We are very pleased to introduce Vivian to you. She’s the title character in our new graphic novel of the same name: Vivian. A work of fiction, she nevertheless embodies themes related to gender and palliative care that you can read about in our paper, Gender and Palliative Care, a Call to Arms, just published in Palliative Care and Social Practice.
Vivian represents a journey that started at the 2019 European Association of Palliative Care (EAPC) in Berlin where Merryn gave a keynote on gender and palliative care. From that first presentation Vivian has evolved in collaboration with award-winning graphic designer Dr Tatiana Tavares from AUT University, Auckland.
Why is Vivian important?
Gender has pretty much been invisible in palliative care, and this is concerning. Merryn writes in Vivian’s introduction:
The result of constructing research participants, and research concerns, as gender neutral is that a male worldview has been uncritically normalised and perpetuated. I was unaware of quite how pervasive this trend was until I started to scope the literature where I found evidence of male bias throughout the whole continuum of research from ‘bench to bedside’ with negative implications for us all, whatever our gender identity.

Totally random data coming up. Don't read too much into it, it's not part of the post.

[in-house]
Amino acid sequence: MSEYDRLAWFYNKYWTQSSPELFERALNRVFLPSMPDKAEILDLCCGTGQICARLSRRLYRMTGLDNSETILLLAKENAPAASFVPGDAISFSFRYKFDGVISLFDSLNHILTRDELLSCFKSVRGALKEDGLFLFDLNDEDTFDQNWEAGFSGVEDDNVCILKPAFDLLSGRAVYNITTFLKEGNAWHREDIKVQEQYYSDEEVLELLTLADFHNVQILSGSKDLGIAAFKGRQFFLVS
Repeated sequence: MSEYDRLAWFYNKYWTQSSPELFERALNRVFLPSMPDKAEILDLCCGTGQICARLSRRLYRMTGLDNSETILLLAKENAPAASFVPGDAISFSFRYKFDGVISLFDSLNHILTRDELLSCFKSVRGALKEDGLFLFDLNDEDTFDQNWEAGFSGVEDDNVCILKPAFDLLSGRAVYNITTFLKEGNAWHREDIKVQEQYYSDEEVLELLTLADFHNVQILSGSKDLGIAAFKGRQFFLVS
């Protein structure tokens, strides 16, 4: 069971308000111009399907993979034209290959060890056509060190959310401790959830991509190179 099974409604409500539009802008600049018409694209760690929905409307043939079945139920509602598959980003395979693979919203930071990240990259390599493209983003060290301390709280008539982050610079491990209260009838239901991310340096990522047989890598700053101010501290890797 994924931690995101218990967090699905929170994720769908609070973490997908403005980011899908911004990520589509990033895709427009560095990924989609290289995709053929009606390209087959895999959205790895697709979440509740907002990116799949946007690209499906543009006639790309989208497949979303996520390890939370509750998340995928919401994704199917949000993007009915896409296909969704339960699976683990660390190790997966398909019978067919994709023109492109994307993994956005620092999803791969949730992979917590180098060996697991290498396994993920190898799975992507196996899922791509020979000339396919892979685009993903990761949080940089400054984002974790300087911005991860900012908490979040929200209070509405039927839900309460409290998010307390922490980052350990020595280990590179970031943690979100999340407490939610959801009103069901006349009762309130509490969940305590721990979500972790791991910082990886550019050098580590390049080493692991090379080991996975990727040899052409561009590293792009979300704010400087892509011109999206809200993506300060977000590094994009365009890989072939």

Vivian’s story serves as a graphic (pun intended) reminder of what’s at stake when gender is ignored. Women suffer – and men too, as they’ve also been constructed in unhealthy ways that affect their palliative care outcomes.
We’ll be evaluating Vivian – and, she’s going to Sweden
In collaboration with colleagues overseas, we will be evaluating Vivian’s usefulness as a teaching tool for nursing students and health professionals. If you are interested in being part of this evaluation, please be in touch. In related news, we’re very excited that Carina Werkander (Associate Professor in Caring Services, Center for Collaborative Palliative Care, Department of Health and Caring Sciences at Linnaeus University in Växjö, Sweden) has translated Vivian into Swedish and will be using the graphic novel in the University’s undergraduate nursing curriculum. You can’t get much cooler than that.